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Myocardial Regeneration by Intracoronary Infusion of Selected Population of Stem Cells in Acute Myocardial Infarction (REGENT) Randomized Multicenter Trial. - .

Hot Line III

Acute Coronary Syndromes (ACS)

Presenter report:

Michal Tendera (Poland)

REGENT is a multicenter, randomized trial for comparison of intracoronary infusion of bone marrow-derived unselected mononuclear cells (MNC) and selected CD34+CXCR4+ cells in 200 patients with acute myocardial infarction and reduced LVEF ≤ 40%.
The primary end-point was change in LV ejection fraction (LVEF) and volumes measured by MRI before and 6 months after the procedure. In patients receiving both selected and unselected bone marrow cells, LVEF increased significantly in comparison to baseline values by 3%.
This increase, however, was not significantly higher in comparison to the control group. The changes in left ventricular volumes were also comparable in all groups. A significant increase in LVEF was observed in patients treated with either type of bone marrow cells who had baseline LVEF < median.
Baseline LVEF was an independent predictor of significant increase in LVEF.

At 6 months clinical follow-up, the major cardiovascular event rate was low, and there was no difference between the groups. In conclusion, treatment with intracoronary infusion of BMC did not lead to significant improvement of LVEF and LV volumes in comparison to the control group, however there was a trend towards significant improvement of LVEF in patients with severely depressed baseline LVEF receiving either MNC or CD34+CXCR4+ bone marrow cells. Intracoronary infusion of unselected and selected BMC proved to be safe and feasible.
REGENT is the second-largest trial using bone marrow-derived cells in patients with acute MI and the first large trial for head-to-head comparison of selected and unselected cells. Population of CD34+CXCR4+ cells is enriched in cardiac committed progenitor cells, but so far, it has not been used in a clinical trial. These results suggest that in patients with severely depressed LVEF, administration of a relatively small number of CD34+CXCR4+ cells can have the same effect as an infusion of a larger number of MNC.

Therefore, this cell population deserves further studies.

Discussant report:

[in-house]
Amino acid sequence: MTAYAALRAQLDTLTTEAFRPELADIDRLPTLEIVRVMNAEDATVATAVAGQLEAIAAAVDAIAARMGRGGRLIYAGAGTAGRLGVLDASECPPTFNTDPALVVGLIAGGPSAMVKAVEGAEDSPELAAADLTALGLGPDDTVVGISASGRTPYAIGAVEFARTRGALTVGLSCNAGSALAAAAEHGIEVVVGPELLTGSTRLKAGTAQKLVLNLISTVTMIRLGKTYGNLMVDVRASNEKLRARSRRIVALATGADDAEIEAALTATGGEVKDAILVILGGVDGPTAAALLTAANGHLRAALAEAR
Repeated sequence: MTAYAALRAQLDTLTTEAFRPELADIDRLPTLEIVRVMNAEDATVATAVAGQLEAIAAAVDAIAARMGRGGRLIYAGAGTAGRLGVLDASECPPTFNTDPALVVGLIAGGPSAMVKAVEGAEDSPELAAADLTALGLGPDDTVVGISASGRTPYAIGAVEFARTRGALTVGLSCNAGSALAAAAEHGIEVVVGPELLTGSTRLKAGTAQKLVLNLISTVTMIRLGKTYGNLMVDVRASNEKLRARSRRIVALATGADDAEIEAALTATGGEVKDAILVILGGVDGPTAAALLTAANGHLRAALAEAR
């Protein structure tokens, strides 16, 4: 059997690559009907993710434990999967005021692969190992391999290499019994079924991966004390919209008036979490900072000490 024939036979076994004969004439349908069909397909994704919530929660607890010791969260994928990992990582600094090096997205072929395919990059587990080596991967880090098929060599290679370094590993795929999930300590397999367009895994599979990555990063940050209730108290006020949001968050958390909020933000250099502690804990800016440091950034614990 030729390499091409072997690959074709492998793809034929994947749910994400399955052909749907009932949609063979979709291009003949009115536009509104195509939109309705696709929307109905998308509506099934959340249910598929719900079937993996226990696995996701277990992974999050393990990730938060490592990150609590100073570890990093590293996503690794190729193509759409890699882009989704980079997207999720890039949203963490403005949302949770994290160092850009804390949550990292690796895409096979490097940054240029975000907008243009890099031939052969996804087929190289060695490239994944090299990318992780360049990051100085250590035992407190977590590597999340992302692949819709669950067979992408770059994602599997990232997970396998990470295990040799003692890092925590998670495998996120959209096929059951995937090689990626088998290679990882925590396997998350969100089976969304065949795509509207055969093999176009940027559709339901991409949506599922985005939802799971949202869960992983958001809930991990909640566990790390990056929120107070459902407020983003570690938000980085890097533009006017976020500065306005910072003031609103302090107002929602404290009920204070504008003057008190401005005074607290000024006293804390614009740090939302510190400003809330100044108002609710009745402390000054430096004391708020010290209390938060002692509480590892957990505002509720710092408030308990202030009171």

Drexler, Helmut (Germany)

Cell therapy post myocardial infarction has received widespread attention as an approach to improve cardiac function and, possibly, to support regeneration of cardiac muscle in the face of loss of muscle by cell death due to sustained ischemia.

Four randomized trials have been published so far and numerous are ongoing. Based on the current data, bone marrow cell (BMC) transfer within days post MI appears to be safe and has the potential to improve cardiac function. Post hoc analysis has suggested that improvement of cardiac function may be confined to patients with marked depressed LV ejection fraction (EF).

Moreover, details such as isolation procedures, cell type, timing of cell transfer may be crucial for the success of BMC transfer. The REGENT trial, the second trial to enrol 200 patients, was designed to address some of these important issues prospectively; in particular: (1) is BMC transfer beneficial in patients with depressed LVEF and (2) do selected CD34+CXCR4+ BMCs, which are assumed to possess improved homing properties in the myocardium, have a superior beneficial effect.

The results are a mixed bag, reassuring the optimists to go ahead with refined cell therapy strategies but may be supportive for the pessimists' view that BMCs post MI are hype rather than hope. While unselected BMCs and selected BMCs improved EF 6 months post MI, the difference between these groups and placebo was not significant.

Yet, the percent increase in EF by BMCs was in a similar range as compared the REPAIR-AMI trial, with a similar number of patients enrolled. However, the variation in BMC treatment effect between patients was small in REPAIR-AMI and the group difference therefore significant.

Again, a post hoc analysis of the selected BMC group supports the notion that more depressed LV EF at baseline may benefit. However, if such an analysis is negative for the group that received unselected BMC only, despite similar improvement of LVEF at 6 months, this observation for one subgroup may not be meaningful. What are the aspects that may support the optimists view, i.e. that these data are not completely negative and not to abandon BMC therapy post MI?

Cell handling is crucial and information on cell number infused and data on the functional activity of infused cells are important. We don’t know the time delay between reperfusion by PCI and BMC transfer. 20 to 25% of patients had diabetes and many others had additional risk factors, which have a negative impact on the biological activity of cells, calling for preconditioning cells before application.  


Taken altogether, REGENT is a great effort and an excellently excecuted large cell therapy trial indicating once again that BMC therapy post MI is safe. Considering the results, the glass is half full and half empty!




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Notes to editor

This congress report accompanies a presentation given at the ESC Congress 2008. Written by the author himself/herself, this report does not necessarily reflect the opinion of the European Society of Cardiology.

The content of this article reflects the personal opinion of the author/s and is not necessarily the official position of the European Society of Cardiology.